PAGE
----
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Hickory company connects mobile users during game

February 3, 2012

Hickory-headquartered Corning Inc. will help thousands of mobile users enjoy Super Bowl activities this weekend in Indianapolis.

Corning MobileAccess, which is part of Corning Inc.’s telecommunications segment, recently installed distributed antenna systems (DAS) technology at several major venue sites in Indianapolis, the site of Super Bowl XLVI.

The technology will help bring outdoor mobile signals indoors, allowing fans to have less interrupted access to data, voice, pre-game video, messaging and photo sharing at large venues surrounding the event, according to Corning officials.

In addition to serving Lucas Oil Stadium, where the Super Bowl will be played, the DAS technology has been deployed at the Indianapolis International Airport, eight hotels, two area medical centers, the Indiana Convention Center and the Colts training facility.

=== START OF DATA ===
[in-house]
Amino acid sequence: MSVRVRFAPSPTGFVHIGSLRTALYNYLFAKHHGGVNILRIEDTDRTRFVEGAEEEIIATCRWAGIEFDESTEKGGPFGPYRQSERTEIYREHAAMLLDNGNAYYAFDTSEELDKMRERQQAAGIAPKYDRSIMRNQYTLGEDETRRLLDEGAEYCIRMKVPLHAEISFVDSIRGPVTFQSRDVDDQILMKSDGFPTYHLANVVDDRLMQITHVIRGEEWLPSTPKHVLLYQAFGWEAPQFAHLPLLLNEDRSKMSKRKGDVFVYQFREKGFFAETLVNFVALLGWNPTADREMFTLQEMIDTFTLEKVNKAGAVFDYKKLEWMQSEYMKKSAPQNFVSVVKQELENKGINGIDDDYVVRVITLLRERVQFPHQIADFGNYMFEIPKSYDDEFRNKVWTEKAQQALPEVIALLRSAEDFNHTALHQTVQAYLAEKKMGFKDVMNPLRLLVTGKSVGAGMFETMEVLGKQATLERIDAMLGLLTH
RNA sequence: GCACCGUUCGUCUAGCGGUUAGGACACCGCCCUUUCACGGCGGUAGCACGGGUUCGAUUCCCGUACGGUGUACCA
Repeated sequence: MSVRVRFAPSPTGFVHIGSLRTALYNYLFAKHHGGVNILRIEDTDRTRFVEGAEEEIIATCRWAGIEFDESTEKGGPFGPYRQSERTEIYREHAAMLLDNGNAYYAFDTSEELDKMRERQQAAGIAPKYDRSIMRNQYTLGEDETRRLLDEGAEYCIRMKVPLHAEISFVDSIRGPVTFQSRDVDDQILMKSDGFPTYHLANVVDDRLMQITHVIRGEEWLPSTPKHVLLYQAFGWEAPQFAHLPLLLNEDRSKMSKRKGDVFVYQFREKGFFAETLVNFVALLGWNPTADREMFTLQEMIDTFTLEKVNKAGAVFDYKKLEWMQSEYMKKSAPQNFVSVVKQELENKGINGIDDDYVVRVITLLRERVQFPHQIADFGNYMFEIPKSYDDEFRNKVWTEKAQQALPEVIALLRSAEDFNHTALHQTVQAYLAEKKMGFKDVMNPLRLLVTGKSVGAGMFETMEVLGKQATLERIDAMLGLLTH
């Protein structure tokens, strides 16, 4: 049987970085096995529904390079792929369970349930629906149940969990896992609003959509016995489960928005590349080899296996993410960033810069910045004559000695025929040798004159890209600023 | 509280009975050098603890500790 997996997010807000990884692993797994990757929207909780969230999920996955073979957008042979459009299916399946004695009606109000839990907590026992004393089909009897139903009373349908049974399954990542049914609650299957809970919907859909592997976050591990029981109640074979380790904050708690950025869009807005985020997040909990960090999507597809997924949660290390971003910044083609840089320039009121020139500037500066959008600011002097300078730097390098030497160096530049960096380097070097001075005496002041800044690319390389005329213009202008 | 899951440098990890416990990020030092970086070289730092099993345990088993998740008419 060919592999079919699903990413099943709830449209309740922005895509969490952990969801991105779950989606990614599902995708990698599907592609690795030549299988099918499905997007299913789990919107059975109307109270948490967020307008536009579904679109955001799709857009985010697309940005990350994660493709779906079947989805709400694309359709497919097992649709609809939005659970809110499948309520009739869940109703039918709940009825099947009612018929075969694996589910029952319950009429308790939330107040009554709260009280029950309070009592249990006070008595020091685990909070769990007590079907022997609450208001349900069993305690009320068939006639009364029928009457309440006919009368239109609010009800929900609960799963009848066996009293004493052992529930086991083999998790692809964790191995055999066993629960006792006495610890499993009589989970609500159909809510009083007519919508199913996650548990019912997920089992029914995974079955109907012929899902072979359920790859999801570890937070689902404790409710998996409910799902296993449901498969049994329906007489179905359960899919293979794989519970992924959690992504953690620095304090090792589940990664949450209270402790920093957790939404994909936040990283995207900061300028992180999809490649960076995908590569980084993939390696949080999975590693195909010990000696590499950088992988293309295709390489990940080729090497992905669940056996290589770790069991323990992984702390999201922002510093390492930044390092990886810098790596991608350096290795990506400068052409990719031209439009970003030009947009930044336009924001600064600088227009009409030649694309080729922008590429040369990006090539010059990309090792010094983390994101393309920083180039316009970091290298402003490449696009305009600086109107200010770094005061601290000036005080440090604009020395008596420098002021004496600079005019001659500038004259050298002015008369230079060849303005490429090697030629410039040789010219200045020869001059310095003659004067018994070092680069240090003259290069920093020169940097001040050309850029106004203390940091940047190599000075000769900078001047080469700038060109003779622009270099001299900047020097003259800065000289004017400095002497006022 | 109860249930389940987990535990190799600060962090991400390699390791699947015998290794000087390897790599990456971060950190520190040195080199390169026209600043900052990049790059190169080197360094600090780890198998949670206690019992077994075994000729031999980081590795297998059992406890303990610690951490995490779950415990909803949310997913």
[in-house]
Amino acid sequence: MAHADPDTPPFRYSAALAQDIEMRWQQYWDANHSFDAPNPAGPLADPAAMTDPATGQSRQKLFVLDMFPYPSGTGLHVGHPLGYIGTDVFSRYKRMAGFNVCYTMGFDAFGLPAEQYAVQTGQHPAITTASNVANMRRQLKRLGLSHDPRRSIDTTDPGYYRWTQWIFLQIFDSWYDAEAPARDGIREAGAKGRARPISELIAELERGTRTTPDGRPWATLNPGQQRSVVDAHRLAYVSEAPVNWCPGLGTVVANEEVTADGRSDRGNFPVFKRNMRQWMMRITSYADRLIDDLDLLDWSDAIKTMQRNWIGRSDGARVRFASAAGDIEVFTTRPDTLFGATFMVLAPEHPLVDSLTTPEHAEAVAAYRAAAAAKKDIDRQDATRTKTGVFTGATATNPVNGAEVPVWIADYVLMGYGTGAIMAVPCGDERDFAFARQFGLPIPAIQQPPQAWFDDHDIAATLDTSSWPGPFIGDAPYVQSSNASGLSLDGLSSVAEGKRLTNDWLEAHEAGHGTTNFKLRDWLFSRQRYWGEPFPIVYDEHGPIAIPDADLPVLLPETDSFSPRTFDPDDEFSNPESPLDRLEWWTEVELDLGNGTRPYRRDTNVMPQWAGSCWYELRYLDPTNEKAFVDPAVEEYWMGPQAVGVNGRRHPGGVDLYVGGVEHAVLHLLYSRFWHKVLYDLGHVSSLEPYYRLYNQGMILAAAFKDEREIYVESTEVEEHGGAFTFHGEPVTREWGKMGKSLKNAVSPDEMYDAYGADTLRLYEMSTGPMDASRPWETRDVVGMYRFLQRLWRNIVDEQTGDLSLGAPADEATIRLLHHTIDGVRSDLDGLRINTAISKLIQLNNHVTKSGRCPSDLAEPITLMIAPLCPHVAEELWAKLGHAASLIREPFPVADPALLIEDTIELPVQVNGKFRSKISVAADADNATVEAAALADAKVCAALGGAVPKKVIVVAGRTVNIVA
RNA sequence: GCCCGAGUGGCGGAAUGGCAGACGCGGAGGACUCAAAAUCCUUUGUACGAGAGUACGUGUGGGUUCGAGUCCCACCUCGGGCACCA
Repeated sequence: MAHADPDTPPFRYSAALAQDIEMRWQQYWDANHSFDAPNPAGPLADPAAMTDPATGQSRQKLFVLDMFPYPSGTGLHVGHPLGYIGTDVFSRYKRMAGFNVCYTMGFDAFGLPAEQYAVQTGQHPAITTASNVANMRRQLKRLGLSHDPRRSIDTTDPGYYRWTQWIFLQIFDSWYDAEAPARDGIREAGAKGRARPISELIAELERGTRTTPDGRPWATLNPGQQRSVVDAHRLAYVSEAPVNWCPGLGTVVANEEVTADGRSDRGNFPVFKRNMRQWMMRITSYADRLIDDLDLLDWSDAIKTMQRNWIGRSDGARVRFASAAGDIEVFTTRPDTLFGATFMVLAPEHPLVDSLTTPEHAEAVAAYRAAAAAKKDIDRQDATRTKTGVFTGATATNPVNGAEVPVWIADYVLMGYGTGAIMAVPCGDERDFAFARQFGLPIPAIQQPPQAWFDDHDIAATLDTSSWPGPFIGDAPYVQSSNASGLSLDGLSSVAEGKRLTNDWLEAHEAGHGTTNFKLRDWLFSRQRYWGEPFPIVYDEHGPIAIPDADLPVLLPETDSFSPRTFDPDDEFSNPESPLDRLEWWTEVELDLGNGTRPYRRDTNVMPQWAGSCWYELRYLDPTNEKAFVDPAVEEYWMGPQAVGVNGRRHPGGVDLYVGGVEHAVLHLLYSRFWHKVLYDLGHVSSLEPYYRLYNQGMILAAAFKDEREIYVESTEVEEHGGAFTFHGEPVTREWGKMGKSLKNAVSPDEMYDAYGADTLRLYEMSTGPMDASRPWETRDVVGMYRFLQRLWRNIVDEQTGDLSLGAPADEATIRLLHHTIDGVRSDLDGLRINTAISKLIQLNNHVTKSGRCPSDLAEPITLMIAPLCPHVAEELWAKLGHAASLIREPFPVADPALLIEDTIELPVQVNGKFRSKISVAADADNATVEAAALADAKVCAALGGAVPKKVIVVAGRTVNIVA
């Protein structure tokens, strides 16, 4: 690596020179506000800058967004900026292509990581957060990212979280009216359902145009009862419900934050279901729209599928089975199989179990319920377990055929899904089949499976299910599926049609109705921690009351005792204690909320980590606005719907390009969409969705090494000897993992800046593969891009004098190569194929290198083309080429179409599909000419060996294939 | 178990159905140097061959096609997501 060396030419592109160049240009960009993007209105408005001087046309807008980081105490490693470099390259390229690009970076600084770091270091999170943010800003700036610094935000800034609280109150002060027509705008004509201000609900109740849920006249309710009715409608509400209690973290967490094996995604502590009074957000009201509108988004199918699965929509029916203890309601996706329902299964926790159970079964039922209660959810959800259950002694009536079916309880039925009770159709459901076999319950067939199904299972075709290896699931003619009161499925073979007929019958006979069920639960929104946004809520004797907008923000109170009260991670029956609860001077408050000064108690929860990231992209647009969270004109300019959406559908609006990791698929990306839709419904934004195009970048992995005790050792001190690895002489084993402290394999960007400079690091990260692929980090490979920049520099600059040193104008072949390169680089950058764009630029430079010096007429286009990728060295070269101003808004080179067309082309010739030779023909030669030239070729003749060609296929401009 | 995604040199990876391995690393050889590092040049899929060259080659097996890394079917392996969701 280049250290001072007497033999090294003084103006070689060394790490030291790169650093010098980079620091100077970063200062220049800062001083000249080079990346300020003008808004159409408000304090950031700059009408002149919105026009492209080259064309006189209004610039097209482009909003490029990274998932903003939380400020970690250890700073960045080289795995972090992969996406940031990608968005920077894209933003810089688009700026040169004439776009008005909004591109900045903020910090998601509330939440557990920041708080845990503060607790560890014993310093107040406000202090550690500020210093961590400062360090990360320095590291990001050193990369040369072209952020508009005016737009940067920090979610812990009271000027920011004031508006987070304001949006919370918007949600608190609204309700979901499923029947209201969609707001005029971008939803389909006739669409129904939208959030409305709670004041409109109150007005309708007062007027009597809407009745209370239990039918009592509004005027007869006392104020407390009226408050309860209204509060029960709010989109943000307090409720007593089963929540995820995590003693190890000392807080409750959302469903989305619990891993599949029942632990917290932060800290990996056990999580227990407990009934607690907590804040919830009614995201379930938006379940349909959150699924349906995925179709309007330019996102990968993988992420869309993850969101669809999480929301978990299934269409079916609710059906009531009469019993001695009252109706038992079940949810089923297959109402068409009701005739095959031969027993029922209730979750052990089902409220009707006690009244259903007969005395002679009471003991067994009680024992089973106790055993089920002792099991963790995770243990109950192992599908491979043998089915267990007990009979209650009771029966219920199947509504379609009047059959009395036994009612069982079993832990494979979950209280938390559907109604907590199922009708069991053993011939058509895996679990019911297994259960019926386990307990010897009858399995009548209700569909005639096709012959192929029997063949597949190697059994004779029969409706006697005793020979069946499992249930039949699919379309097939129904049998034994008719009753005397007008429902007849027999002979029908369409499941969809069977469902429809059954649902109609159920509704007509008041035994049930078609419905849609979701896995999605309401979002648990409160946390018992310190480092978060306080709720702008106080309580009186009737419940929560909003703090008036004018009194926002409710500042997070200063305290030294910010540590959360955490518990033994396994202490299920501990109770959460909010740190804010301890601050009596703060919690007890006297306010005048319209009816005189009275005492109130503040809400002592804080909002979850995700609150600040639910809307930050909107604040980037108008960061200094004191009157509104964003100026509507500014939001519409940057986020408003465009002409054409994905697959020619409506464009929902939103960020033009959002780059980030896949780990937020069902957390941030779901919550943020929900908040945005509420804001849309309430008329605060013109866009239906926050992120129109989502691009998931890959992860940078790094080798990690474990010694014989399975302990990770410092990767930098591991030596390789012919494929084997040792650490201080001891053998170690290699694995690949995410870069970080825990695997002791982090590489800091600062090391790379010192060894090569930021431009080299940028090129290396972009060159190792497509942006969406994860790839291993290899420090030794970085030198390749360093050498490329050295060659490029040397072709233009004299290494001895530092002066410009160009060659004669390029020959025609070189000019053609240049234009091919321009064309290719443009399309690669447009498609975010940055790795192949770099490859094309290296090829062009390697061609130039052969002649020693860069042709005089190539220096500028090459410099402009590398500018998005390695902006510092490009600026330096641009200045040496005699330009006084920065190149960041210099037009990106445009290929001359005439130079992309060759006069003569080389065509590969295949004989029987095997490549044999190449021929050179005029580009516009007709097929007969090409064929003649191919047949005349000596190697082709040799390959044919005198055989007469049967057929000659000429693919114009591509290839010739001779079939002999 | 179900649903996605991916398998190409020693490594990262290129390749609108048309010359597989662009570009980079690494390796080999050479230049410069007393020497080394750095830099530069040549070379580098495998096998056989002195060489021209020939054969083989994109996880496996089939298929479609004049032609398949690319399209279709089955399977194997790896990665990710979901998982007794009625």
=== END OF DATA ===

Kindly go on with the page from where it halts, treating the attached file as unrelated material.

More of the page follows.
“While large sites are great for events, the structures themselves and the massive amount of people within them trying to access cellular networks simultaneously can result in dropped calls and slower data access," said Mike Genovese, Corning Cable Systems’ senior vice president of wireless networks and new business development.

"Our solutions distribute cell signals throughout these locations, so that Indianapolis visitors and residents can effortlessly connect via their mobile devices."

This isn’t the first time Corning MobileAccess has provided mobile signals for the Super Bowl.

Lucas Oil Stadium is the fifth Super Bowl venue to be outfitted with an installed DAS system, with others including Reliant Stadium in Houston for Super Bowl XXXVIII in 2004; ALLTEL Stadium in Jacksonville, Fla., for Super Bowl XXXIX in 2005; Ford Field in Detroit for Super Bowl XL in 2006; and University of Phoenix Stadium for Super Bowl XLII in 2008.

The DAS systems provide indoor mobile signals that are distributed throughout large facilities, such as football stadiums or convention centers. The signals help improve coverage for voice, texting and data services.

The antennae systems also help accommodate operators' cellular services, including 4G Long Term Evolution (LTE), and are built to handle future upgrades or expansions without impacting existing services, according to Corning’s website.

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